It is widely accepted that Parliament and other legislative bodies were conspicuously absent from efforts mounted to combat the corruption and state capture that characterized the period of the Zuma administration. This responsibility was largely left to civil society organisations, investigative journalists and the courts while Parliament proved, at best, unable to exercise its considerable powers and duties of executive oversight, and, at worst, directly complicit in shielding the perpetrators of state capture from effective scrutiny.
While in the dying months of the Zuma administration and in the period since its demise, there is evidence of a Parliament prepared to take on its key oversight function, we fear that the inclusion of thoroughly compromised candidates on the parliamentary election lists of each of the major parties, represents a significant setback for the prospect of robust parliamentary oversight.
Lawson Naidoo, executive secretary of the Council for the Advancement of the South African Constitution (CASAC), commented: “Respect for Parliament is heavily dependent on the integrity and standing of its membership to execute its constitutional mandate to ‘represent the people and to ensure government by the people’. This can only be done by MPs who are fully committed to uphold the law and the Constitution.”
The legal grounds for formally objecting to the inclusion of particular candidates on the Parliamentary lists are extremely and inappropriately narrow. This affords little opportunity for successful legal challenge to the inclusion of candidates, some of whom have been found to have lied under oath, others who are the subject of strong prima facie allegations of corruption, made under oath, while still others have had persuasive allegations of racism and sexism leveled against them.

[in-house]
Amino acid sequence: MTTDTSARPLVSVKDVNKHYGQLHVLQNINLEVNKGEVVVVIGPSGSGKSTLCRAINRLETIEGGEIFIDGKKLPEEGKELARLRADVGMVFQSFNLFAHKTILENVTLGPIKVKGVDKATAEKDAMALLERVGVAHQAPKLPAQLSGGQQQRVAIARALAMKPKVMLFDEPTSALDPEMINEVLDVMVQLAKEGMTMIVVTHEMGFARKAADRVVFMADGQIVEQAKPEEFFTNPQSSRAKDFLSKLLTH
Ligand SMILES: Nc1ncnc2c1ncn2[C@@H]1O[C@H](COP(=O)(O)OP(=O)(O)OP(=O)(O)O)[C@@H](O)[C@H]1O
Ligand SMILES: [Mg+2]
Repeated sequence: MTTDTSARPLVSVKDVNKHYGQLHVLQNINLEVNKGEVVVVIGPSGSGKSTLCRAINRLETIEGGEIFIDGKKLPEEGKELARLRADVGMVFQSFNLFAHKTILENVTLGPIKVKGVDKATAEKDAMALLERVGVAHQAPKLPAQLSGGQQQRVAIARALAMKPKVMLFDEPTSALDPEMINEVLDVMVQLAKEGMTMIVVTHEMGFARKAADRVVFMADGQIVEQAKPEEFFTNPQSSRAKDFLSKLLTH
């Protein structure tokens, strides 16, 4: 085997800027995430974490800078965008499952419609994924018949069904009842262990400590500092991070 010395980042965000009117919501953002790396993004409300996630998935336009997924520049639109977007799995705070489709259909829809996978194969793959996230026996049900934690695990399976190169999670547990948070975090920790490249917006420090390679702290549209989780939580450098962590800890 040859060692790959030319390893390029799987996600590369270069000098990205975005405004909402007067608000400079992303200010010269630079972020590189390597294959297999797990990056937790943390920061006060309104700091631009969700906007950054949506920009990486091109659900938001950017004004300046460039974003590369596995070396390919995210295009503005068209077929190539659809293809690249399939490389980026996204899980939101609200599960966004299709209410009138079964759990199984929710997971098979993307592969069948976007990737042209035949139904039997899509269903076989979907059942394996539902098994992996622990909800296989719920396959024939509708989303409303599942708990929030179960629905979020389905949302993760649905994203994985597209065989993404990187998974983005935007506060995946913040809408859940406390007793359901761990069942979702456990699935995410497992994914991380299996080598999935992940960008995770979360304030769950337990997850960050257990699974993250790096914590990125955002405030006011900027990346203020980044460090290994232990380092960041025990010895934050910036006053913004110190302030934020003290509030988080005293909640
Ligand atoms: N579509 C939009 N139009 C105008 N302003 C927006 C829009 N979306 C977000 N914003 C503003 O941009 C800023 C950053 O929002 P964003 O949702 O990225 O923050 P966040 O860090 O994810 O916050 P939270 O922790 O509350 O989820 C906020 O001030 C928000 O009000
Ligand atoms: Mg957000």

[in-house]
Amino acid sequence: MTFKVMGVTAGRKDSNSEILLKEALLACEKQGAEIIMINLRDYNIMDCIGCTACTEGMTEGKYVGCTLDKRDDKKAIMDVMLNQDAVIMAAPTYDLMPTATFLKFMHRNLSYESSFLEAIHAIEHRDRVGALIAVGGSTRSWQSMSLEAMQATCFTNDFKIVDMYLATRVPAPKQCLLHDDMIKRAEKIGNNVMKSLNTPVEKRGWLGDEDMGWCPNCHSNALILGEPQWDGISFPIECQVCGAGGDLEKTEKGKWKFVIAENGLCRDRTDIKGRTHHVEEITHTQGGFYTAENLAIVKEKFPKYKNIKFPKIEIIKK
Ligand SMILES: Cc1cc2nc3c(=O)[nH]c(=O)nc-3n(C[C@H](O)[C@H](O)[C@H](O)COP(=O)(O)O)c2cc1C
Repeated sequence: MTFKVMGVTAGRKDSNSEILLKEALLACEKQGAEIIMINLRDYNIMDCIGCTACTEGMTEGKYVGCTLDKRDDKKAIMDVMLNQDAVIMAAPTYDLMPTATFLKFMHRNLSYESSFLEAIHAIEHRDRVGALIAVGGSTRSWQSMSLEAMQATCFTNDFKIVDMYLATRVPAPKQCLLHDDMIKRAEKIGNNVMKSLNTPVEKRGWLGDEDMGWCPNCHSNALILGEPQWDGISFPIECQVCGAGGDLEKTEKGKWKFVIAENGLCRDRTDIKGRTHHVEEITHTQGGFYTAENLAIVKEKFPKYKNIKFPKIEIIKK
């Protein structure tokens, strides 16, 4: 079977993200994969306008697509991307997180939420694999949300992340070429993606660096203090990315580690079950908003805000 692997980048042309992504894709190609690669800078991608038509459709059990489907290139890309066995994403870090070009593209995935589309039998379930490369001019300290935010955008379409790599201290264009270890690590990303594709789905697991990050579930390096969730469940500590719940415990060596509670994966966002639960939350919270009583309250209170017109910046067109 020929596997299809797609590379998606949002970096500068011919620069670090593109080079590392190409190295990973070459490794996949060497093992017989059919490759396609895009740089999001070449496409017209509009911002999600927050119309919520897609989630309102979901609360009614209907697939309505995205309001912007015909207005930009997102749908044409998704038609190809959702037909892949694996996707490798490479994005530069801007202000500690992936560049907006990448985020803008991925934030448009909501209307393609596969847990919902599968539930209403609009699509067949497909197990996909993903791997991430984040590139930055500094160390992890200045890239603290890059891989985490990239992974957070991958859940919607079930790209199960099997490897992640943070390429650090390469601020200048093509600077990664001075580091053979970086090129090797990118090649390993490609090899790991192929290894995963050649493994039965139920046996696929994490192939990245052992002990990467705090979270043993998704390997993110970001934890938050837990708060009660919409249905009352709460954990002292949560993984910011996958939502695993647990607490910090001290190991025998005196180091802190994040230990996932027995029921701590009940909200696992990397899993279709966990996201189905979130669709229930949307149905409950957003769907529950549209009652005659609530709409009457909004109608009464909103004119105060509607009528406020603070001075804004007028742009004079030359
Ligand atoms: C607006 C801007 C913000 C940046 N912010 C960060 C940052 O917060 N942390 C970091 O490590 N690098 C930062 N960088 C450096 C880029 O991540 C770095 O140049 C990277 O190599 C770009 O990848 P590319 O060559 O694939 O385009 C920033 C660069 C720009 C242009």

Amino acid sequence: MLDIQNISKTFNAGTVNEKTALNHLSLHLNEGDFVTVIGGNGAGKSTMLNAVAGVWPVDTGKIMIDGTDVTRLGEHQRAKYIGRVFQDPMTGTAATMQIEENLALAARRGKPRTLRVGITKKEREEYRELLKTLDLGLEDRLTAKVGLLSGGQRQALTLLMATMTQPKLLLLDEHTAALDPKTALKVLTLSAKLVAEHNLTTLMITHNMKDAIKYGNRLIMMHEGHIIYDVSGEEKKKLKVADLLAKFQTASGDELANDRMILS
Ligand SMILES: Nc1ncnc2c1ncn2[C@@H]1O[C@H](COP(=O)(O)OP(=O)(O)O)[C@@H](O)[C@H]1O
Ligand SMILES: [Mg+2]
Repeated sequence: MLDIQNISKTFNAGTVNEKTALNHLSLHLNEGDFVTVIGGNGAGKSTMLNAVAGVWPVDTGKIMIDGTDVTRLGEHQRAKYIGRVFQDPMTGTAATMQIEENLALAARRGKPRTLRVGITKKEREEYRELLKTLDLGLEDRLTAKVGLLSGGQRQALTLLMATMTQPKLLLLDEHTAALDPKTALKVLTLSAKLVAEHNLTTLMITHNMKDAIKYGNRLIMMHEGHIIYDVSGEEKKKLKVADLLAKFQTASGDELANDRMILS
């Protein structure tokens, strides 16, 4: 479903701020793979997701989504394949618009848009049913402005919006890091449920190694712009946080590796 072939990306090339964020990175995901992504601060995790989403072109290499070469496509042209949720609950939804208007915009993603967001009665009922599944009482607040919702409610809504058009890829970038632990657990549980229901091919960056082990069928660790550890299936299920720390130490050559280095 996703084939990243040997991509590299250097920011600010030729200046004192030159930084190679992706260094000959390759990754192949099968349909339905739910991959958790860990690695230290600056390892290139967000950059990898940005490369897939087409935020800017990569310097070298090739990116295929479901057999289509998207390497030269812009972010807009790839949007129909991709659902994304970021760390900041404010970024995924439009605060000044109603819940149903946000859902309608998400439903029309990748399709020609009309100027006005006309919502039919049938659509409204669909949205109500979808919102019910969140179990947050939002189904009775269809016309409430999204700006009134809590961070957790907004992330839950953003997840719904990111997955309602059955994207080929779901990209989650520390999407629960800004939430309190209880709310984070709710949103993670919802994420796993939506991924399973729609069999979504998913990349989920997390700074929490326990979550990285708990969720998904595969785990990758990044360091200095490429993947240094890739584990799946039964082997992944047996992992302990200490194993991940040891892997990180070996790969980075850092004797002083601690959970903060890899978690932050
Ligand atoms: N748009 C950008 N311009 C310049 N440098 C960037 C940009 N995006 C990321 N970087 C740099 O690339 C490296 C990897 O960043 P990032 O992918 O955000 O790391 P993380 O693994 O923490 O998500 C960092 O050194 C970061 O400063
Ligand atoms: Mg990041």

It is our strongly held view that in the final consideration of their lists, political parties should remove those – who are well known – from candidature for elected political office. We also demand that the relevant legislation be amended so as to raise the bar on acceptable candidature for political office.
David Lewis, executive director of Corruption Watch, commented: “Discussion surrounding the appropriateness or otherwise of candidates for high political office, inevitably give rise to repetition of the mantra of ‘innocent until proven guilty’. The implication of this is that only convicted criminals are disqualified from public office, thus allowing severely ethically challenged individuals to occupy seats in Parliament and the provincial legislatures. This is not only a further example of the culture of impunity but also fatally undermines the public standing of institutions that are meant to be pillars of our democracy.”
CASAC: Lawson Naidoo firstname.lastname@example.org 073 158 5736
Corruption Watch: Phemelo Khaas email@example.com 083 763 3472